I can’t imagine this was easy to write. go you for standing p and telling your story.

  • beverlydiehl

    Hi, saw your comment on The Bloggess.

    Thank you for this. #YesAllWomen need to speak out about the times we have been pressured, catcalled, assaulted and raped. I blogged about my two rapes last years – I am not ashamed that men CHOSE to rape me.

    The more all of us “nice women,” “respectable women” share the times men have behaved badly, the less stigma and the less “She must have dressed/done something to deserve it” attitude will be floating around. We need men as allies, and yes, not all men rape, but MANY men turn a blind eye to a$$hat behavior.

    • Steph

      Beverly! This went to my stupid spam folder; I’m so sorry.

      Anyway, yes, I agree – the stigma of “oh she asked for it” has got to go. I’m so sorry that you have such REAL experience with this. I do agree with what you said about “respectable” women also, although I doubt that many would call me respectable, lol! Hugs, and I’m so glad you stopped by!

  • heylookawriterfellow

    Such a powerful and eye-opening post, Steph.

    I hope this gets Freshly Pressed.

    • Steph

      Wow, thanks! It’s not my best writing, but the sentiment *was* powerful…I thought about it in the car and then it just came spewing out once I got home and started typing. I felt so strongly about it that I just hit publish. Now I’m kind of wishing I’d cleaned it up a bit, but oh well. (There go those anal tendencies, lol.) I appreciate the compliment, sir!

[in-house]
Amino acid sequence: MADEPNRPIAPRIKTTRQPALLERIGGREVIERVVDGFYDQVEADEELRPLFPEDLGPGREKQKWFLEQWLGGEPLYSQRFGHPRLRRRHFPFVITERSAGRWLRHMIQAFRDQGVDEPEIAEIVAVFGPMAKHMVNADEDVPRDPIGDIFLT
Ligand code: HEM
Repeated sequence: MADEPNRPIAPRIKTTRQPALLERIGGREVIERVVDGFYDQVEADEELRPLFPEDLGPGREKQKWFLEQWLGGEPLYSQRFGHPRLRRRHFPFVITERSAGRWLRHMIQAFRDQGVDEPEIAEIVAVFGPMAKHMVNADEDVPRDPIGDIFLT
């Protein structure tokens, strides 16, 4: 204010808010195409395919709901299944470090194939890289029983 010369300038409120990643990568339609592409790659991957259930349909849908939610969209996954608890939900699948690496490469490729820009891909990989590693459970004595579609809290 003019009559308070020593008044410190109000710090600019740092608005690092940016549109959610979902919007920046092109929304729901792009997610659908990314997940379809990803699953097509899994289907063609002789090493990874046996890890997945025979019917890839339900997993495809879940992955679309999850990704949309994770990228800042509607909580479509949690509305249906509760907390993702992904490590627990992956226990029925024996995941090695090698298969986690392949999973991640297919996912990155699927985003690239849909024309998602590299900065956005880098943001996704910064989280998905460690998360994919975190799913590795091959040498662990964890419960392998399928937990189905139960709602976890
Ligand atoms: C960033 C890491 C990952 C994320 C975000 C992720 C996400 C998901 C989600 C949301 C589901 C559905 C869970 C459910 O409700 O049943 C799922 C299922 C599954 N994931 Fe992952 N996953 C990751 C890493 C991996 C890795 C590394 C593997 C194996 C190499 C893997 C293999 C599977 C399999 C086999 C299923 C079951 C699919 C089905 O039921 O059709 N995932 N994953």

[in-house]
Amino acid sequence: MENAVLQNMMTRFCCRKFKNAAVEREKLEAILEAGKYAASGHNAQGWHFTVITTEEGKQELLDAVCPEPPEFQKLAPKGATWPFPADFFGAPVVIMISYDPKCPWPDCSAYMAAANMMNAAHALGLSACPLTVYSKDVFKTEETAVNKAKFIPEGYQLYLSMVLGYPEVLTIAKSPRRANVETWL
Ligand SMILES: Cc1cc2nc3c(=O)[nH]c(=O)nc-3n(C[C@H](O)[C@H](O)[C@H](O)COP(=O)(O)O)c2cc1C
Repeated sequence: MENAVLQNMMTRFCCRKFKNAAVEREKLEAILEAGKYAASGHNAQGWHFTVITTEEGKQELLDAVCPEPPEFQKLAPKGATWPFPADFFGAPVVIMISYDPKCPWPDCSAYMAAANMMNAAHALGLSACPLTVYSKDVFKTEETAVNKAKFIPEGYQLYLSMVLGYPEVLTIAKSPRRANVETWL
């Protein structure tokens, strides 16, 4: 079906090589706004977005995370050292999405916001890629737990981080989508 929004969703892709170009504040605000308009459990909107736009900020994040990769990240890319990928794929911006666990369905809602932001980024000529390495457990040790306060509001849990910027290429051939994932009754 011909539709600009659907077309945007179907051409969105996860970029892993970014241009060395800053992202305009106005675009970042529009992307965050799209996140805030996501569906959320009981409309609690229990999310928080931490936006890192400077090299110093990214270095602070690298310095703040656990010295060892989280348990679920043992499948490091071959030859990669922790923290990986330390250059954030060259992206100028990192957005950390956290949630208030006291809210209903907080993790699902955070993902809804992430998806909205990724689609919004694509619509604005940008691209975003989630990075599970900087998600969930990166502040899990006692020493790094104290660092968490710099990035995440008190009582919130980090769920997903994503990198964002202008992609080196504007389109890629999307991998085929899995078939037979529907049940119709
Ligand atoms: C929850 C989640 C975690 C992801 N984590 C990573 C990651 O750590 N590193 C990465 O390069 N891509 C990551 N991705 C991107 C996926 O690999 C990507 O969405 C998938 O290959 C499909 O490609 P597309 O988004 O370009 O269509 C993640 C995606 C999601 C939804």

• heylookawriterfellow

        Hey, nobody says you can’t tweak it a little now. I polish my posts all the time after I hit the publish button. Not that your post needs polish, mind you. But as a fellow anal person, I understand where you’re coming from.

  • Jana

    I had a terrifying experience when I was still in grade school. Basically, I was held captive for more than an hour while I was pressured to have sex ( I didn’t even know what sex was until that day) with a “friend’s” teenage brother. I also had a near date-rape experience when I was a teenager (thankfully the passed out before the deed was done, leaving me bruised both physically and mentally). Both still make me cringe when I think about them.

  • Janice

    YES to all of this. I live in a huge urban city and the constant mass of people is a comfort and a threat. Just taking the subway everyday is stressful, I always try to find a position where my back is to the wall so that men can’t come up behind me to stick their hands between my legs, because that happens a lot. I’ve been followed home and propositioned so grossly that I can’t repeat it here, men have crawled through my windows….but the most surprising thing about all of this is that, I explained what it was like to be me for a day, to a date once, and he had no clue whatsoever what a woman experiences on a daily basis, that it is a constant vigil on my part to stay safe. That’s when I realized how much still needs to be said about rape culture. So, yes to #YesAllWoman!